By Clare Bratten
NASHVILLE, TN — Black doctors and researchers have been a part of the strategy and development of the vaccine against the COVID-19 virus according to Dr. Rachel Mehr, a doctor at St. Thomas Ascension who is a Meharry Medical College graduate.
Dr. Mehr said that members of the Black community who fear the vaccine for the COVID-19 virus should put those fears aside.
“We have lots of Black people who have helped to develop the vaccine –Kizzmekia Corbett, PhD, is a viral immunologist at the Vaccine Research Center at the National Institutes of Health. She was the scientific lead on the coronavirus team, so we are at the table developing the solutions to this pandemic.”
In December 2020, Dr. Anthony Fauci, director of the NIH said in an interview with ABC, “Kizzy is an African American scientist who is right at the forefront of the development of the vaccine.”
Dr. Mehr grew up in Nashville and is passionate about the need for the Black community in Tennessee to be vaccinated.
“The coronavirus is disproportionately affecting the black community,” said Dr. Mehr. “We need to – yes– wear masks, social distance. We’ve been trying to do those things, but it hasn’t been enough. We see people passing away. . . I’m losing patients. We’re losing our mentors, our elders – also in the middle age communities,” Mehr said.
Even those who survive the disease face issues. “COVID-19 has potential long-term effects. There’s a greater risk of developing blood clots, heart attack or stroke after having COVID-19. We don’t know fully the long-term effects of having the virus, so we can protect our communities from future negative health outcomes [by being vaccinated]. It’s not only that people are dying now – in the future there may be more negative outcomes,” said Dr. Mehr.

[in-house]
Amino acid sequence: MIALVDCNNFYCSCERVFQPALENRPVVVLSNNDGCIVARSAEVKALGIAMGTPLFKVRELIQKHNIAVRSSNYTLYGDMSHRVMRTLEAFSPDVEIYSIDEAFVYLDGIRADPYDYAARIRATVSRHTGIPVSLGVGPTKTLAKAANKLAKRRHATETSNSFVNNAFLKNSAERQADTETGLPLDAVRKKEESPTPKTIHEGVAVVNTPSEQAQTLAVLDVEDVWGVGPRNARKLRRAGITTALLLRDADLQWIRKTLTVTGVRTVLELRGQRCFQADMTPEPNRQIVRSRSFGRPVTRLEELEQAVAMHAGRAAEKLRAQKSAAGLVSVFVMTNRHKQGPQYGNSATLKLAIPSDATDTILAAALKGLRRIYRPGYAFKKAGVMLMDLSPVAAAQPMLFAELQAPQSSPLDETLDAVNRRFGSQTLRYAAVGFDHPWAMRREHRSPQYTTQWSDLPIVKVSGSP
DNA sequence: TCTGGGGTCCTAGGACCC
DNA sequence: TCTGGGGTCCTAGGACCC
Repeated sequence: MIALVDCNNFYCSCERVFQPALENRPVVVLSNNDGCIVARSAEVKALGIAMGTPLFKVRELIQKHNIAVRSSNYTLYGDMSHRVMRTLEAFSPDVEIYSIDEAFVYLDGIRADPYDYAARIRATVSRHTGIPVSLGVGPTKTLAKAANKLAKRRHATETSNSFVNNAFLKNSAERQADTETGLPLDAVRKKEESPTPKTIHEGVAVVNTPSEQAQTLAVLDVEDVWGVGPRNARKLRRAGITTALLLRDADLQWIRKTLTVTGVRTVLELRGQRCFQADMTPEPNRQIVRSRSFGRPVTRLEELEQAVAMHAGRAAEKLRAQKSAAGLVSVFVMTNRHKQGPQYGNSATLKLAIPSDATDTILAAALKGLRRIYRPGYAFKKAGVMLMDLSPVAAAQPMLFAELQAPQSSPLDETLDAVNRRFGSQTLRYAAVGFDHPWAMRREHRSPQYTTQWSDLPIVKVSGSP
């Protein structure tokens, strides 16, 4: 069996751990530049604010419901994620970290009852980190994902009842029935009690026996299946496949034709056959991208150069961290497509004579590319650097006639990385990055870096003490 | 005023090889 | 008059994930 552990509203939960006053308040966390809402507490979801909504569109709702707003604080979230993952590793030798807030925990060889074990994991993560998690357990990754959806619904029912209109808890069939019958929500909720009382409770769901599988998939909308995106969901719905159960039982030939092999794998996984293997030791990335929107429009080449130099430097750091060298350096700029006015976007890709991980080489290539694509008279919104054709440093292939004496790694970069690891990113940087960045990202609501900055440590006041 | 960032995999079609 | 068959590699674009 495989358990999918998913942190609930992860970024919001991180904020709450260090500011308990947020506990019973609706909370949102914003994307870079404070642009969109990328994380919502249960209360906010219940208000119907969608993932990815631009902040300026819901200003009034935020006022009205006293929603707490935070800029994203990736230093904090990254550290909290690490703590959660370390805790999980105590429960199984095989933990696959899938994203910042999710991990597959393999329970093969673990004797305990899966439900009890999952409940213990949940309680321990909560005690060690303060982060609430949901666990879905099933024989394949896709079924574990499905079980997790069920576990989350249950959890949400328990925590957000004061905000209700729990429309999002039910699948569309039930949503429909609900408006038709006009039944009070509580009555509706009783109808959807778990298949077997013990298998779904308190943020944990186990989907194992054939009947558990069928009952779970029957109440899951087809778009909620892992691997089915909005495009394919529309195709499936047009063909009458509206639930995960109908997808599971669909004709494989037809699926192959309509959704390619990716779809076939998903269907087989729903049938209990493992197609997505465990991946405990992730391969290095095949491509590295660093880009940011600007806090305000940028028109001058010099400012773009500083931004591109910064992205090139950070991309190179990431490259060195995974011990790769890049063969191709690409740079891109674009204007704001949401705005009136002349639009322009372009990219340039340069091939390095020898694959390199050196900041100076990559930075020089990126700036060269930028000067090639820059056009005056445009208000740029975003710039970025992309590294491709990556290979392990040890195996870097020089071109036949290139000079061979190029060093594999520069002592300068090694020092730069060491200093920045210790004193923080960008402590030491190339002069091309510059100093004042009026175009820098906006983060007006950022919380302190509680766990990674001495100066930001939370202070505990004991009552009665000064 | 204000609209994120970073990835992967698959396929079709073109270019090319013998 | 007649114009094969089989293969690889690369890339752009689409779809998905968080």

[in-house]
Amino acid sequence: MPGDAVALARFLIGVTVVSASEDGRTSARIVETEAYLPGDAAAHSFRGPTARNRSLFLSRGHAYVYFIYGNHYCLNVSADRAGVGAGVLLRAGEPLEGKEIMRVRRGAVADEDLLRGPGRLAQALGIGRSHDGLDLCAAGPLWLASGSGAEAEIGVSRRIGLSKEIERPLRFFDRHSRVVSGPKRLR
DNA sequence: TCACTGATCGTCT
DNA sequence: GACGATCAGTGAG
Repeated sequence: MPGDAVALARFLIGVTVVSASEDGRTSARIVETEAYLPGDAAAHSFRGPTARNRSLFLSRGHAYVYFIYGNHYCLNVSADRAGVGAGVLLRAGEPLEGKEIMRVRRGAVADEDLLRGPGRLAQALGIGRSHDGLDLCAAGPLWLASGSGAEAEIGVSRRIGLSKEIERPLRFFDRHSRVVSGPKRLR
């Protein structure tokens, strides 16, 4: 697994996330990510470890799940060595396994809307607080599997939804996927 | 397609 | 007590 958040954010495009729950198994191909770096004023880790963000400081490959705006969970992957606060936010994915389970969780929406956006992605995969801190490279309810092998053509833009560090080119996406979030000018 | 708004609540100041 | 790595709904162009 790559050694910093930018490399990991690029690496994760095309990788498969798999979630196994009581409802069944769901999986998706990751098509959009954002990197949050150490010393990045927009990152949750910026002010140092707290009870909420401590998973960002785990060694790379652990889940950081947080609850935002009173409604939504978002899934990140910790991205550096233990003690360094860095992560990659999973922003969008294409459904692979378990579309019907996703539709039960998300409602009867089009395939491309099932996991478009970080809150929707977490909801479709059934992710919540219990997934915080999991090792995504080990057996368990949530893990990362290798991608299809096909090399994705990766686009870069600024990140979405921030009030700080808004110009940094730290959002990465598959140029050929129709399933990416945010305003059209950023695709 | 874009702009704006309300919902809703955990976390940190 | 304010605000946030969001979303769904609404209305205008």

Dr. Mehr is emphatic about the need to mobilize and get all members of the community vaccinated.
“I would love for our community to be better protected. I don’t want to lose any more of our community. When we understand something, we no longer are afraid. Both the Pfizer and Moderna have been shown to be 95% effective – studies show they are safe as well.”
How does the vaccine work? According to the Center for Disease Control, the COVID-19 vaccine uses ‘messenger RNA’ which has a spiked protein part that teaches the cells in our bodies to produce an immune response against the spiked protein of the COVID-19 virus. “That immune response, which produces antibodies, is what protects us from getting infected if the real virus enters our bodies,” according to the CDC website.
“The antibodies stay in our bodies – they are there to fight. Should we ever see the coronavirus, the second shot makes the [defense] more effective and does a better job fighting off the COVID-19 virus. It’s been shown to be very effective,” said Dr. Mehr.
Dr. Mehr says it’s important to know what to expect and that there may be some reaction like sore arm, headache or body aches.
“They may have a reaction – that’s expected. That’s a normal thing. When I got my first one – my arm was sore. On the second one, I had a sore arm and 12-13 hours later chills and body aches. However, I was really thankful, because this means the vaccine is working and my body is making antibodies . . . thankful to be feeling my immune system respond to the vaccine. The next morning, I had a bit of a headache that slowly wore off – that’s expected.”
“If someone has a history of an allergic reaction to a vaccine – they would want to be in an appropriate [medical] facility to handle a reaction. I have a severe nut allergy. I know that the medical system can very well treat a severe [allergic] reaction – we’re prepared.”
Dr. Mehr points out, even with reactions or possible allergies, medical treatment can handle those — but, “we don’t have as good a treatment for COVID-19. The benefits far outweigh the risks.“
She recommends that people who have a history of allergic reactions should wait 30 minutes after the vaccine and people who don’t have such a history should wait 15 minutes to be sure medical assistance is nearby.
“A lot of us have had friends and family and patients affected by this [disease]. Concerning the vaccine, I’m just so glad it’s here – I just wish it had been here earlier. I had a patient who just qualified to get the vaccine, but then she contracted COVID-19 [before she could get the vaccine]. Unfortunately, she did not make it. If she could have just hung on a little bit longer–she was an older patient – she needed all the help she could get.”
“I want to make sure this vaccine is available for everyone. We have to work all together as worldwide community. As the Black community, we need to be a part of it. It’s super important. This is our hope.”